Recovering from a travel screw up | TravelResearchOnline


Recovering from a travel screw up

Have you ever screwed up? OK, so it was a rhetorical question; we all have. Some of us have been fortunate and have very few (and minor) screw ups. Some of us have had the colossal ones!  I think everyone expects to be confronted with mistakes and mishaps as they go through life. It is all a part of being human; and most people understand that and can deal with it. But, that is not to say your business cannot be hurt by your mistakes–they can. The secret is to mitigate that mistake and take these four steps to insure that you retain your client or prospect when you do!

Admit It

It doesn’t matter how large or small the mistake was—own it. I am not suggesting admitting responsibility necessarily, but owning it. Admit that a mistake was made. Only then can move onto a resolution.

Investigate It

Many mistakes are beyond your control. Did the supplier send you the wrong documents? Did the client give you the wrong legal name for his Aunt Kathy? Or did you just simply screw something up?  Find out who is responsible, and if it is not your fault, investigate the options to make it right.

Apologize For It

Work with your client. Even if they may have been only a prospect—they called you for a reason. They wanted to talk to you or work with you for a reason. Explain the situation and let them know what is being done to rectify the problem; and more importantly, what you are doing to prevent it from repeating.

Resolve It

If the mistake was yours, ask the client what he feels needs to be done to correct the mistake. It may be very obvious. The client may have a different idea–simpler, more complex, or outrageous. Or it may be as simple as an apology and a promise to not let it happen again. I feel that most people are reasonable. If you reserve a compact car when they wanted a mid-sized one, very few people will insist on a full refund of their entire vacation. Most problems can be resolved with little to no cost and a big dose of empathy. Once you have resolved the problem you now have a close-to-clean slate with the client. Especially in the travel business, people will want to recall the happy moments and not the bad!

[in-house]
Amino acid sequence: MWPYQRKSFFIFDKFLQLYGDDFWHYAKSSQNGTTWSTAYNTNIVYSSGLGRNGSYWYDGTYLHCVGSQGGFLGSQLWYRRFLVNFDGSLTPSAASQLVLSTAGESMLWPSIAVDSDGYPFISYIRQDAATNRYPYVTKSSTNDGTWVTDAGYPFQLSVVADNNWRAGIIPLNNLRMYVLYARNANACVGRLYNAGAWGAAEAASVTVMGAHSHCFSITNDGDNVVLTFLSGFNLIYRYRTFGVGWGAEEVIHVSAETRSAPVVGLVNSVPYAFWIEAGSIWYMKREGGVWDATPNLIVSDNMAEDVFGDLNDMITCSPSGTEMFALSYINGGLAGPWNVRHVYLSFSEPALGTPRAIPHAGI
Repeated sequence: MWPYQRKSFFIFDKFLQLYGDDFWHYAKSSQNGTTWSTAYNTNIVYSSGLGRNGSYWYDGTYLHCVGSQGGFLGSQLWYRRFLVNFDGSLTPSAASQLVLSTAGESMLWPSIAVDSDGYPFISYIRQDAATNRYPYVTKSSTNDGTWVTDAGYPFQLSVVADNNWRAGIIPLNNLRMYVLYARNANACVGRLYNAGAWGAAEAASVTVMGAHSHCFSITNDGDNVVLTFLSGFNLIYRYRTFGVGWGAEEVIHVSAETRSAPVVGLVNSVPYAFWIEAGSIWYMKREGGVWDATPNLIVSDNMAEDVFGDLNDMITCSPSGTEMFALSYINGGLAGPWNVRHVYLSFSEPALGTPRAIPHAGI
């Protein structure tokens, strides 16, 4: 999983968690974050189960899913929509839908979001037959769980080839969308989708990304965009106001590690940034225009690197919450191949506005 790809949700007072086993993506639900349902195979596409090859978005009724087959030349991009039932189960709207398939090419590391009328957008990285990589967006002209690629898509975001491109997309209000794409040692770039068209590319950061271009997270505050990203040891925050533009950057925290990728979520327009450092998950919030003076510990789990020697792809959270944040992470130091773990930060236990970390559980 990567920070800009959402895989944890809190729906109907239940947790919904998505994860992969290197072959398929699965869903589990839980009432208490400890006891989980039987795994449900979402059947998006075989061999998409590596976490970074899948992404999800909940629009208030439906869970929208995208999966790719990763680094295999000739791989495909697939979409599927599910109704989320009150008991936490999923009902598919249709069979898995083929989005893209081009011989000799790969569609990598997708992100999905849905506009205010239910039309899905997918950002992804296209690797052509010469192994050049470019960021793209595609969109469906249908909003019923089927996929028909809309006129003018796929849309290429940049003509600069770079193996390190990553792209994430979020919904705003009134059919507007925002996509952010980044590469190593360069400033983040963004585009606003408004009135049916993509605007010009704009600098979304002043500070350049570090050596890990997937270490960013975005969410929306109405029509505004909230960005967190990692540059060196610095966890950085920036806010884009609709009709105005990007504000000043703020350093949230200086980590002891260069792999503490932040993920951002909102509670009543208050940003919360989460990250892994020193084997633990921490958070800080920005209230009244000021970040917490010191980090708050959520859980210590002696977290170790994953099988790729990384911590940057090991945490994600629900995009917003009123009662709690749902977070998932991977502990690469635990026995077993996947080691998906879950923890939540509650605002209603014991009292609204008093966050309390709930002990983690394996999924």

My Screw Up

Actually it should say “my screw ups” because in nearly 20 years in the industry, I have made plenty. One of the more recent ones was relatively minor (whew). A client was meeting our group at a resort and we had made arrangements for the resort to pick her and her son up at the train station. Well, it never happened.

This single mom arrived at a train station at night with her seven year-old son and no one to take her to the resort! She called me, very calmly asking if the driver was delayed and where she could go to be safe. It was not an unsafe area, but night…single mom….young kid…totally understandable.  I directed her to a hotel lobby adjacent to the train station and said I would find out and call her back.

I called the resort and they were clueless. Their drivers had all gone home for the day. I checked my CRM and sure enough, the task was unchecked.  It was my fault.  The fastest solution was a cab, but without knowing the exact fare, I could not pre-pay it.  I contacted a cab company and had them dispatch a cab to the hotel (10 mins). Waited 5 minutes to call my client and explained that it was my mistake and that a cab (I gave her the taxi number) would be there in 5 minutes and would take her to the resort.  I explained that they could not take a pre-payment, but to just call me when she knows the total and I will immediately refund that to her credit card.  The client was happy.

When she got to the resort, she called and said the cabbie was great–chatting the whole way, pointing out points of interest and let her son ride up front and start and stop the meter. In the end the fare was $23 plus tip. I had my credit card machine at the ready and she said “never mind.” I insisted and she said no. “It was an honest mistake, it was not costly, and my  son and I had a fun experience.”

Ultimately, I went and credited $30 to her credit card anyway, but the issue was resolved long before it got to that point. I used all the steps–admitted the mistake (uhm, yeah, she was stuck in a train station), investigated it (yeah, I forgot to make the arrangements), apologized for it, and resolved it!

The client came away with a very good feeling about working with me. I ended up losing a few dollars on the booking–I had the transfer ($15) built into her original price. But the $15 cost to me was well worth saving the client because she has already booked her summer trip to Turks and Caicos with me for 2015.

Do you subscribe to a problem resolution similar to this? How badly have you screwed up?  Leave a comment and let’s chat!


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